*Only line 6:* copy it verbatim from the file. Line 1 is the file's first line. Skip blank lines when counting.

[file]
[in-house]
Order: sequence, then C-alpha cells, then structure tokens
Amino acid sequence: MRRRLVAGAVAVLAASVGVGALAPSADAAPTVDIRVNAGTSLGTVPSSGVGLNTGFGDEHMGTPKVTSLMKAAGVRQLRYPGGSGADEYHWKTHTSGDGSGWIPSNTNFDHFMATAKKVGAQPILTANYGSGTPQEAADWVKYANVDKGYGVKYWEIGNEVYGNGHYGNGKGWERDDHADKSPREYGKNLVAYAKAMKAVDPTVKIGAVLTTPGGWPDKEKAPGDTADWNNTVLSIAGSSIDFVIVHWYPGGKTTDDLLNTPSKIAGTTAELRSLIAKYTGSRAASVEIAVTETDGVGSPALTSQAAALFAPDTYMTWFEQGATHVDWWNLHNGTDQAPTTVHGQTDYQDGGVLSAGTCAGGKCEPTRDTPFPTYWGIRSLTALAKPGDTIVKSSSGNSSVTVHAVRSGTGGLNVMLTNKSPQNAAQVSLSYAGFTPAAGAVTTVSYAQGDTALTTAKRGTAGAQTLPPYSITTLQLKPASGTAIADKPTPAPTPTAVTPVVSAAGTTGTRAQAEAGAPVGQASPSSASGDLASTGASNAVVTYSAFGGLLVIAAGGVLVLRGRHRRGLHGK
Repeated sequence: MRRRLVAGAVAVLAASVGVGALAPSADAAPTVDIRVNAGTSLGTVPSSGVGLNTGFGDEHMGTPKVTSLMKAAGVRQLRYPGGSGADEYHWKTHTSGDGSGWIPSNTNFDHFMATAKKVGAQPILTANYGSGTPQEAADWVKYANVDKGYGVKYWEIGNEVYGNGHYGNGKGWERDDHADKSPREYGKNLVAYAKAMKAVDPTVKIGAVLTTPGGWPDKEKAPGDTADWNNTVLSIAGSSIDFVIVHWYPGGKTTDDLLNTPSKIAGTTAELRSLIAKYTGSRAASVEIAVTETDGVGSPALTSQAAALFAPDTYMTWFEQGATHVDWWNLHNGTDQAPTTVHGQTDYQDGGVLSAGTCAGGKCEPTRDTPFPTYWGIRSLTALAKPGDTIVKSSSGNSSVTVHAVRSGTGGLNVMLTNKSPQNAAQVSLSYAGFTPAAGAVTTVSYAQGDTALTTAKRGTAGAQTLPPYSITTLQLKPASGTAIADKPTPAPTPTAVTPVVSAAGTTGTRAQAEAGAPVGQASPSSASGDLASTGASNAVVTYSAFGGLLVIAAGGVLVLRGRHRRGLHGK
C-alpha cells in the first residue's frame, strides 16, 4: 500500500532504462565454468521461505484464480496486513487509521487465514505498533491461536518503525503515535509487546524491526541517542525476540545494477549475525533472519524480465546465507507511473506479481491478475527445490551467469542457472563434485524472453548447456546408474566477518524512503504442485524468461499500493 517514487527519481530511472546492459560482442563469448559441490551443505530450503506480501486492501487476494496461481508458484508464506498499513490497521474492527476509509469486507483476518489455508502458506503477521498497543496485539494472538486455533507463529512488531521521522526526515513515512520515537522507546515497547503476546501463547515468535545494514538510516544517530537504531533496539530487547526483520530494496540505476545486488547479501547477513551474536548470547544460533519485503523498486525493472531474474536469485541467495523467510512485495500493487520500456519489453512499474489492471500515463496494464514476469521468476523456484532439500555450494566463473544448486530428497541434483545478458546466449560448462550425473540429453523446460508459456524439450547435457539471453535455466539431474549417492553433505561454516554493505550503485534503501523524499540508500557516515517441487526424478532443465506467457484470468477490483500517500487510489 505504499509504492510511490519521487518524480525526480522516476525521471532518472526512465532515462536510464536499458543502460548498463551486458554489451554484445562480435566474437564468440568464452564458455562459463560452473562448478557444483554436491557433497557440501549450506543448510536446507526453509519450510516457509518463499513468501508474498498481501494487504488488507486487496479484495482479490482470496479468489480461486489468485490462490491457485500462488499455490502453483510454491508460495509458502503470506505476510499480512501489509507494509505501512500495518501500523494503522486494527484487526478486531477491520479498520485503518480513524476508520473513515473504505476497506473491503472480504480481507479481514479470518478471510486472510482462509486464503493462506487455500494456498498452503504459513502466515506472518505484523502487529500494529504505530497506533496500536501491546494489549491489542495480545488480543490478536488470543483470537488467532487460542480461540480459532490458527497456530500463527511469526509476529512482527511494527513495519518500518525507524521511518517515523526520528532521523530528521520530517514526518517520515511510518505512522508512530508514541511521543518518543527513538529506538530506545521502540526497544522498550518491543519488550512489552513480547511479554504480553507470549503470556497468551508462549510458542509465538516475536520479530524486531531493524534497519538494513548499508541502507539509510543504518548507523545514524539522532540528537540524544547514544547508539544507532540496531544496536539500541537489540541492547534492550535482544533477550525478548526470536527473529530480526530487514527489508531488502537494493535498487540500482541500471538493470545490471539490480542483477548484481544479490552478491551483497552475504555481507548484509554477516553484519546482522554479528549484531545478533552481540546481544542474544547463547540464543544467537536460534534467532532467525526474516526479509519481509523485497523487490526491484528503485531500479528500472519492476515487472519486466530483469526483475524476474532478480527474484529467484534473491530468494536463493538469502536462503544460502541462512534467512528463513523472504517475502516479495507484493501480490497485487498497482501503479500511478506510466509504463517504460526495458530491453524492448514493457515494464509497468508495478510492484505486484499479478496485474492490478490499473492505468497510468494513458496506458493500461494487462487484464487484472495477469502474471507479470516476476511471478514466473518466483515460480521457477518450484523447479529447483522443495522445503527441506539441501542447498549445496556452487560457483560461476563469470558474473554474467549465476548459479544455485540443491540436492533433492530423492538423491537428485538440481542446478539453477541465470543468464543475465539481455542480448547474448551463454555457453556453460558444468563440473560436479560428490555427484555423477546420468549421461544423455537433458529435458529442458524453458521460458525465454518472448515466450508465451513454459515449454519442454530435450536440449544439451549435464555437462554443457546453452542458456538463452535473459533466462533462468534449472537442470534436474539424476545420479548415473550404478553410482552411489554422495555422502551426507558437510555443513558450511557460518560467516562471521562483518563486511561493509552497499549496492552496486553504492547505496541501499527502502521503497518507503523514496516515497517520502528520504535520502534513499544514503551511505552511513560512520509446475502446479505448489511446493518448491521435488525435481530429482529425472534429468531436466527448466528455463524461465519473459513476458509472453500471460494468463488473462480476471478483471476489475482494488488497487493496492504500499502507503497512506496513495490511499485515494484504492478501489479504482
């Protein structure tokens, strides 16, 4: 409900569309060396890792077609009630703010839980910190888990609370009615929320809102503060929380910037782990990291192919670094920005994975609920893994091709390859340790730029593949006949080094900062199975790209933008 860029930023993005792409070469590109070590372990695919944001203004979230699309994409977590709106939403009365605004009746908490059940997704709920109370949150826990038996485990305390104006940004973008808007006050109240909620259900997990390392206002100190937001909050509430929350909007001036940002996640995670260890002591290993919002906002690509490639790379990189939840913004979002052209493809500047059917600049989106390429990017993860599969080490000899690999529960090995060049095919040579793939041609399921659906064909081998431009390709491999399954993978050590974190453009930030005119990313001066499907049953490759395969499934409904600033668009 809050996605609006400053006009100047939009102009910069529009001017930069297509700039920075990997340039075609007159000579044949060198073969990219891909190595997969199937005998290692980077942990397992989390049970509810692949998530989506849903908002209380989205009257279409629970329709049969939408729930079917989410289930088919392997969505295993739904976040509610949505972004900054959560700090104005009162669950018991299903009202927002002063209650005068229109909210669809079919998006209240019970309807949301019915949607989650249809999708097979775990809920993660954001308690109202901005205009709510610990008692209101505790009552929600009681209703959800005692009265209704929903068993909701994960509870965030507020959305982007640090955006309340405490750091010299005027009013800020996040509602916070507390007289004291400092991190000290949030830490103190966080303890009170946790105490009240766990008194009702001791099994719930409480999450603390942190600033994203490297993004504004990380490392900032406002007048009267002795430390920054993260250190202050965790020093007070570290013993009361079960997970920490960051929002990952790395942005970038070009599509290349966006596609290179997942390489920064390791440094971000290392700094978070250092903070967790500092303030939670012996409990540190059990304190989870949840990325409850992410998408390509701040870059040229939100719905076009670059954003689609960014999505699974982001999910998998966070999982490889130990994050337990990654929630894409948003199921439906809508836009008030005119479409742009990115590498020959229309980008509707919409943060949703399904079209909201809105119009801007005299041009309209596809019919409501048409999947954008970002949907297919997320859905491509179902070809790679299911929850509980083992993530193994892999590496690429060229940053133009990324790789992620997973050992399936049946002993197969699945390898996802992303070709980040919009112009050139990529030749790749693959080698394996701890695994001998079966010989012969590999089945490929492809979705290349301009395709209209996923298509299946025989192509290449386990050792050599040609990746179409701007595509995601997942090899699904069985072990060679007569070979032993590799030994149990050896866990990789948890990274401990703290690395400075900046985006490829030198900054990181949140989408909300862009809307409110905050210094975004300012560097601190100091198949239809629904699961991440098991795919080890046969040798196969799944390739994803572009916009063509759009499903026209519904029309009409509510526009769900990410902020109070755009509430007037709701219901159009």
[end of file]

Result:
């Protein structure tokens, strides 16, 4: 409900569309060396890792077609009630703010839980910190888990609370009615929320809102503060929380910037782990990291192919670094920005994975609920893994091709390859340790730029593949006949080094900062199975790209933008 860029930023993005792409070469590109070590372990695919944001203004979230699309994409977590709106939403009365605004009746908490059940997704709920109370949150826990038996485990305390104006940004973008808007006050109240909620259900997990390392206002100190937001909050509430929350909007001036940002996640995670260890002591290993919002906002690509490639790379990189939840913004979002052209493809500047059917600049989106390429990017993860599969080490000899690999529960090995060049095919040579793939041609399921659906064909081998431009390709491999399954993978050590974190453009930030005119990313001066499907049953490759395969499934409904600033668009 809050996605609006400053006009100047939009102009910069529009001017930069297509700039920075990997340039075609007159000579044949060198073969990219891909190595997969199937005998290692980077942990397992989390049970509810692949998530989506849903908002209380989205009257279409629970329709049969939408729930079917989410289930088919392997969505295993739904976040509610949505972004900054959560700090104005009162669950018991299903009202927002002063209650005068229109909210669809079919998006209240019970309807949301019915949607989650249809999708097979775990809920993660954001308690109202901005205009709510610990008692209101505790009552929600009681209703959800005692009265209704929903068993909701994960509870965030507020959305982007640090955006309340405490750091010299005027009013800020996040509602916070507390007289004291400092991190000290949030830490103190966080303890009170946790105490009240766990008194009702001791099994719930409480999450603390942190600033994203490297993004504004990380490392900032406002007048009267002795430390920054993260250190202050965790020093007070570290013993009361079960997970920490960051929002990952790395942005970038070009599509290349966006596609290179997942390489920064390791440094971000290392700094978070250092903070967790500092303030939670012996409990540190059990304190989870949840990325409850992410998408390509701040870059040229939100719905076009670059954003689609960014999505699974982001999910998998966070999982490889130990994050337990990654929630894409948003199921439906809508836009008030005119479409742009990115590498020959229309980008509707919409943060949703399904079209909201809105119009801007005299041009309209596809019919409501048409999947954008970002949907297919997320859905491509179902070809790679299911929850509980083992993530193994892999590496690429060229940053133009990324790789992620997973050992399936049946002993197969699945390898996802992303070709980040919009112009050139990529030749790749693959080698394996701890695994001998079966010989012969590999089945490929492809979705290349301009395709209209996923298509299946025989192509290449386990050792050599040609990746179409701007595509995601997942090899699904069985072990060679007569070979032993590799030994149990050896866990990789948890990274401990703290690395400075900046985006490829030198900054990181949140989408909300862009809307409110905050210094975004300012560097601190100091198949239809629904699961991440098991795919080890046969040798196969799944390739994803572009916009063509759009499903026209519904029309009409509510526009769900990410902020109070755009509430007037709701219901159009």